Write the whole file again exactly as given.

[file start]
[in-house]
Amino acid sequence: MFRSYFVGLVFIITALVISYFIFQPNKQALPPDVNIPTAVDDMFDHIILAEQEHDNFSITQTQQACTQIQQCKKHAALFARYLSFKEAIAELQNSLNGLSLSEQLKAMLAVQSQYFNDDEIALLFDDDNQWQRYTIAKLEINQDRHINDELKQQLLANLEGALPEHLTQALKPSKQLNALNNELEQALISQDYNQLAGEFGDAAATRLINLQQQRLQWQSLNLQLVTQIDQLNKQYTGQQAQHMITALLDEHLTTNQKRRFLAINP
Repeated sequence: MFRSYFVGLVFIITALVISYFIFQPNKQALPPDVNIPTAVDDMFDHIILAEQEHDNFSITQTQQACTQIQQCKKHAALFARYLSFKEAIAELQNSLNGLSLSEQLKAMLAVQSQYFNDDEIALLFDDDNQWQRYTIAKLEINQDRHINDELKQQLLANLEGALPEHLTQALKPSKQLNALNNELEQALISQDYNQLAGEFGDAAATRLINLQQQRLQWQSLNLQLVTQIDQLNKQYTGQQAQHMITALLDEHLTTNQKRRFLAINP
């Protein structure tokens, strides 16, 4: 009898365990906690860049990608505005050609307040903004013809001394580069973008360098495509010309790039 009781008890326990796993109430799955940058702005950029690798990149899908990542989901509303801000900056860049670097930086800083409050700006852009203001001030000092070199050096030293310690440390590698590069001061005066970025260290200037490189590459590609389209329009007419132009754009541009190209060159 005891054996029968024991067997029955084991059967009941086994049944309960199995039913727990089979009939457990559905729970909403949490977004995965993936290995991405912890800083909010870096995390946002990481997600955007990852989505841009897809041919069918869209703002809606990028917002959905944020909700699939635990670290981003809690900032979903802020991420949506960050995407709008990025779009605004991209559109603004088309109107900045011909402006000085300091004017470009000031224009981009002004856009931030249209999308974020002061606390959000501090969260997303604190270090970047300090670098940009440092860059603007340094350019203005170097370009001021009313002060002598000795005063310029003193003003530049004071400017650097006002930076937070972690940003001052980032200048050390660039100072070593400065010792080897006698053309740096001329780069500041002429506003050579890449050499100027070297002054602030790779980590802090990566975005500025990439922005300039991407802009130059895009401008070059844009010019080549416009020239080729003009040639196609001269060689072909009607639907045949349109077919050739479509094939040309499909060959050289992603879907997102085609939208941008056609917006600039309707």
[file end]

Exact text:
[in-house]
Amino acid sequence: MFRSYFVGLVFIITALVISYFIFQPNKQALPPDVNIPTAVDDMFDHIILAEQEHDNFSITQTQQACTQIQQCKKHAALFARYLSFKEAIAELQNSLNGLSLSEQLKAMLAVQSQYFNDDEIALLFDDDNQWQRYTIAKLEINQDRHINDELKQQLLANLEGALPEHLTQALKPSKQLNALNNELEQALISQDYNQLAGEFGDAAATRLINLQQQRLQWQSLNLQLVTQIDQLNKQYTGQQAQHMITALLDEHLTTNQKRRFLAINP
Repeated sequence: MFRSYFVGLVFIITALVISYFIFQPNKQALPPDVNIPTAVDDMFDHIILAEQEHDNFSITQTQQACTQIQQCKKHAALFARYLSFKEAIAELQNSLNGLSLSEQLKAMLAVQSQYFNDDEIALLFDDDNQWQRYTIAKLEINQDRHINDELKQQLLANLEGALPEHLTQALKPSKQLNALNNELEQALISQDYNQLAGEFGDAAATRLINLQQQRLQWQSLNLQLVTQIDQLNKQYTGQQAQHMITALLDEHLTTNQKRRFLAINP
């Protein structure tokens, strides 16, 4: 009898365990906690860049990608505005050609307040903004013809001394580069973008360098495509010309790039 009781008890326990796993109430799955940058702005950029690798990149899908990542989901509303801000900056860049670097930086800083409050700006852009203001001030000092070199050096030293310690440390590698590069001061005066970025260290200037490189590459590609389209329009007419132009754009541009190209060159 005891054996029968024991067997029955084991059967009941086994049944309960199995039913727990089979009939457990559905729970909403949490977004995965993936290995991405912890800083909010870096995390946002990481997600955007990852989505841009897809041919069918869209703002809606990028917002959905944020909700699939635990670290981003809690900032979903802020991420949506960050995407709008990025779009605004991209559109603004088309109107900045011909402006000085300091004017470009000031224009981009002004856009931030249209999308974020002061606390959000501090969260997303604190270090970047300090670098940009440092860059603007340094350019203005170097370009001021009313002060002598000795005063310029003193003003530049004071400017650097006002930076937070972690940003001052980032200048050390660039100072070593400065010792080897006698053309740096001329780069500041002429506003050579890449050499100027070297002054602030790779980590802090990566975005500025990439922005300039991407802009130059895009401008070059844009010019080549416009020239080729003009040639196609001269060689072909009607639907045949349109077919050739479509094939040309499909060959050289992603879907997102085609939208941008056609917006600039309707």